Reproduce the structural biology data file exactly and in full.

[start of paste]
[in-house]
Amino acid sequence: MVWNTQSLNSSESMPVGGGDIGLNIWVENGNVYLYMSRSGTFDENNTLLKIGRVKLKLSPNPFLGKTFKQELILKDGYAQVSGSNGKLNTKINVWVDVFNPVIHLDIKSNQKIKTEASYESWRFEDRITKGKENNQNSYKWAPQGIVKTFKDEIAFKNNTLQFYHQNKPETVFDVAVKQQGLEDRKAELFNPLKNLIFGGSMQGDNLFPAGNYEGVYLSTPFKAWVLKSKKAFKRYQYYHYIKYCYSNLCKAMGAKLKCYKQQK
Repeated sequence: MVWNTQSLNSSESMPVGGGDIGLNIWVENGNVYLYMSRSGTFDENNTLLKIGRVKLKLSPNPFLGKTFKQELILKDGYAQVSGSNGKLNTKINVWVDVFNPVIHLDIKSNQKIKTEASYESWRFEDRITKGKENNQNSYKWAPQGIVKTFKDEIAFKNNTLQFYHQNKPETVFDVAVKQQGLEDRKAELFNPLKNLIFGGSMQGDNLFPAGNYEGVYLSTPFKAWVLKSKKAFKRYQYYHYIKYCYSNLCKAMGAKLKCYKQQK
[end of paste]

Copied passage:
[in-house]
Amino acid sequence: MVWNTQSLNSSESMPVGGGDIGLNIWVENGNVYLYMSRSGTFDENNTLLKIGRVKLKLSPNPFLGKTFKQELILKDGYAQVSGSNGKLNTKINVWVDVFNPVIHLDIKSNQKIKTEASYESWRFEDRITKGKENNQNSYKWAPQGIVKTFKDEIAFKNNTLQFYHQNKPETVFDVAVKQQGLEDRKAELFNPLKNLIFGGSMQGDNLFPAGNYEGVYLSTPFKAWVLKSKKAFKRYQYYHYIKYCYSNLCKAMGAKLKCYKQQK
Repeated sequence: MVWNTQSLNSSESMPVGGGDIGLNIWVENGNVYLYMSRSGTFDENNTLLKIGRVKLKLSPNPFLGKTFKQELILKDGYAQVSGSNGKLNTKINVWVDVFNPVIHLDIKSNQKIKTEASYESWRFEDRITKGKENNQNSYKWAPQGIVKTFKDEIAFKNNTLQFYHQNKPETVFDVAVKQQGLEDRKAELFNPLKNLIFGGSMQGDNLFPAGNYEGVYLSTPFKAWVLKSKKAFKRYQYYHYIKYCYSNLCKAMGAKLKCYKQQK